Zimbabwe is set to hold a third mining indaba this month amid heightened tensions over threats to withdraw operating licences for several foreign-owned mines under the indigenisation and empowerment drive.
Zimbabwe Mining Indaba is set for September 14-16 in Harare and was first held in 2009 a few months after the formation of the inclusive government.
Anxiety scaled up mid-August after the government temporarily cancelled the operating licence of one of the country’s most successful gold mine, Blanket Mine, which is wholly owned by Canada’s Caledonia Mining.
Last week, the Indigenisation ministry and Caledonia Mining issued a joint statement they had “agreed on a process that will result in the production of a revised indigenisation implementation plan for Blanket Mine that is compliant with the Indigenisation and Economic Empowerment Act”.
According to the organisers, Utho Group, the indaba would provide a platform for open dialogue with decision-makers in the country and also accord an opportunity for project owners to showcase their projects and ensure that their projects are on the radar of global investors
“With amendments to the Mining and Minerals Act about to be legislated, the indigenisation regulations for the mining sector have been released, a sovereign wealth fund is about to be established and beneficiation policy is being drafted.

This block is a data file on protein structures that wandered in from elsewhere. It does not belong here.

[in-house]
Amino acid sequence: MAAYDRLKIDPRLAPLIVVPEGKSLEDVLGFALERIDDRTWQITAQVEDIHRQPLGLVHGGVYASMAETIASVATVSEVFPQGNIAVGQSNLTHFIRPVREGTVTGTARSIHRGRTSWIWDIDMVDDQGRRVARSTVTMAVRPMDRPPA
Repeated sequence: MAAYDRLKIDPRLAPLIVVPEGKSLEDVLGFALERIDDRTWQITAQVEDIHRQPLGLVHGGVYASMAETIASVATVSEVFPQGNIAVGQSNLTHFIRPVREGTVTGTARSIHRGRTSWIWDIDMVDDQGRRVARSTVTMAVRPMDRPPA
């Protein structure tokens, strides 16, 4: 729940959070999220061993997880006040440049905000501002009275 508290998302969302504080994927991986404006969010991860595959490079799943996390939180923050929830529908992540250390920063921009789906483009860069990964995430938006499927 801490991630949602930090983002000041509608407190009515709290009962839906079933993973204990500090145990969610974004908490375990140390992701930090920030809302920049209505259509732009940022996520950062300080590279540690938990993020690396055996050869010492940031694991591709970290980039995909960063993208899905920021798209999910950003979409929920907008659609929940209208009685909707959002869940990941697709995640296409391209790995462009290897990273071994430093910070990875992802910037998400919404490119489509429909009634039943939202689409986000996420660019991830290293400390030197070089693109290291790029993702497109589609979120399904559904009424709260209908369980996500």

“These highlights are but a few issues that make the Zimbabwe Mining Indaba an invaluable forum for the global metals and mining and exploration industry to interact and cultivate long-term partnerships with Zimbabwe’s mining stakeholders and investors,” a statement posted on the organisers’ website reads in part.
Highlights of the indaba include a presentation on the impact of indigenisation laws on the sector, beneficiation strategy, Mining and Minerals Act, technology and innovation, environmental issues, infrastructure development, role of financial institutions and the current investments into, review on progress in the last 12 months in the mining sector and the type of investor the government is looking to attract. Mines minister Obert Mpofu and Youth Development, Indigenisation and Empowerment minister Saviour Kasukuwere, Finance minister Tendai Biti and Economic Planning and Investment minister Tapiwa Mashakada are billed to address the conference.
Several international mining executives expected include Gerard McCloskey, — chairman, Merlin Trade & Consultancy Ltd, Ian Kramer — director of Energy and Natural Resources, KPMG and Chamber of Mines South Africa CEO Bheki Sibiya.
The government estimates the mining sector requires $6 billion over the next five years, but has struggled to attract investors, who are put off by the uncertain investment climate and unclear legislation.
Kasukuwere recently reported that the government rejected all 175 local ownership proposals it received from foreign mining companies and will kick out any firms that do not meet the September deadline for majority black ownership.
Under the controversial law, foreign miners operating in Zimbabwe must sell a majority stake to local black investors or face losing their assets.
Statistics indicate that Zimbabwe’s mining industry has become the country’s main economic driver, with sector registering a 44% growth last year.